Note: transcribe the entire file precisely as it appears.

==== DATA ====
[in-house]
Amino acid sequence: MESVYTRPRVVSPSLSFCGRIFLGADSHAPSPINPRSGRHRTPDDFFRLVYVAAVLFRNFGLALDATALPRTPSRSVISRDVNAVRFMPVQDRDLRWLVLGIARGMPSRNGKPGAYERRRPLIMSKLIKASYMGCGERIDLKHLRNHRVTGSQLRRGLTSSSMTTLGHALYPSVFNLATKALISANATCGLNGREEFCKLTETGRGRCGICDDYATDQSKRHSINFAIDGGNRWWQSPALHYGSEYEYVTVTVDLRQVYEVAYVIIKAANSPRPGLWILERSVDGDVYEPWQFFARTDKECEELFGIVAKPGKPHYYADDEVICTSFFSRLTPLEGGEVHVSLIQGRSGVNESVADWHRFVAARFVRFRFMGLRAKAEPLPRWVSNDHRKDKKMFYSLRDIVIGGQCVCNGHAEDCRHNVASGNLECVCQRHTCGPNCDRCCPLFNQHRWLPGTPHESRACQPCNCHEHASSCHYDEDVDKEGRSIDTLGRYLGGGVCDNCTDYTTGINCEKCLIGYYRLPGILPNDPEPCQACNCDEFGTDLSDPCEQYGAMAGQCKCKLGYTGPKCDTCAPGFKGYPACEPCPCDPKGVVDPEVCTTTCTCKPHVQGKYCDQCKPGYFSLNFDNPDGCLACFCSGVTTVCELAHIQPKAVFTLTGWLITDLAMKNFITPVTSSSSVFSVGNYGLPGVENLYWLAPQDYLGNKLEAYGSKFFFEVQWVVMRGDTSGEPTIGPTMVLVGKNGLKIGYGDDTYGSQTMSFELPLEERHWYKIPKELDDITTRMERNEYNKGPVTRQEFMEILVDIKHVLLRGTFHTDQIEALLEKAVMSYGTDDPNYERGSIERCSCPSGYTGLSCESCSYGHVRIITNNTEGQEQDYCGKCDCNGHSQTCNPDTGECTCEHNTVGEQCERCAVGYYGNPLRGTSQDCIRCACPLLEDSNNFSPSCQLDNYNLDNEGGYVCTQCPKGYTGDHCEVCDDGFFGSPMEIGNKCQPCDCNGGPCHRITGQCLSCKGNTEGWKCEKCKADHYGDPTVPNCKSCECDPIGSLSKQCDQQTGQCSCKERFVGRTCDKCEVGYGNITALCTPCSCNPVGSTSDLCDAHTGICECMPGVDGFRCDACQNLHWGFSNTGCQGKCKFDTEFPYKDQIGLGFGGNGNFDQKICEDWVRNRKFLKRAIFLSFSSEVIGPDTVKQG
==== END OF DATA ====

[in-house]
Amino acid sequence: MESVYTRPRVVSPSLSFCGRIFLGADSHAPSPINPRSGRHRTPDDFFRLVYVAAVLFRNFGLALDATALPRTPSRSVISRDVNAVRFMPVQDRDLRWLVLGIARGMPSRNGKPGAYERRRPLIMSKLIKASYMGCGERIDLKHLRNHRVTGSQLRRGLTSSSMTTLGHALYPSVFNLATKALISANATCGLNGREEFCKLTETGRGRCGICDDYATDQSKRHSINFAIDGGNRWWQSPALHYGSEYEYVTVTVDLRQVYEVAYVIIKAANSPRPGLWILERSVDGDVYEPWQFFARTDKECEELFGIVAKPGKPHYYADDEVICTSFFSRLTPLEGGEVHVSLIQGRSGVNESVADWHRFVAARFVRFRFMGLRAKAEPLPRWVSNDHRKDKKMFYSLRDIVIGGQCVCNGHAEDCRHNVASGNLECVCQRHTCGPNCDRCCPLFNQHRWLPGTPHESRACQPCNCHEHASSCHYDEDVDKEGRSIDTLGRYLGGGVCDNCTDYTTGINCEKCLIGYYRLPGILPNDPEPCQACNCDEFGTDLSDPCEQYGAMAGQCKCKLGYTGPKCDTCAPGFKGYPACEPCPCDPKGVVDPEVCTTTCTCKPHVQGKYCDQCKPGYFSLNFDNPDGCLACFCSGVTTVCELAHIQPKAVFTLTGWLITDLAMKNFITPVTSSSSVFSVGNYGLPGVENLYWLAPQDYLGNKLEAYGSKFFFEVQWVVMRGDTSGEPTIGPTMVLVGKNGLKIGYGDDTYGSQTMSFELPLEERHWYKIPKELDDITTRMERNEYNKGPVTRQEFMEILVDIKHVLLRGTFHTDQIEALLEKAVMSYGTDDPNYERGSIERCSCPSGYTGLSCESCSYGHVRIITNNTEGQEQDYCGKCDCNGHSQTCNPDTGECTCEHNTVGEQCERCAVGYYGNPLRGTSQDCIRCACPLLEDSNNFSPSCQLDNYNLDNEGGYVCTQCPKGYTGDHCEVCDDGFFGSPMEIGNKCQPCDCNGGPCHRITGQCLSCKGNTEGWKCEKCKADHYGDPTVPNCKSCECDPIGSLSKQCDQQTGQCSCKERFVGRTCDKCEVGYGNITALCTPCSCNPVGSTSDLCDAHTGICECMPGVDGFRCDACQNLHWGFSNTGCQGKCKFDTEFPYKDQIGLGFGGNGNFDQKICEDWVRNRKFLKRAIFLSFSSEVIGPDTVKQG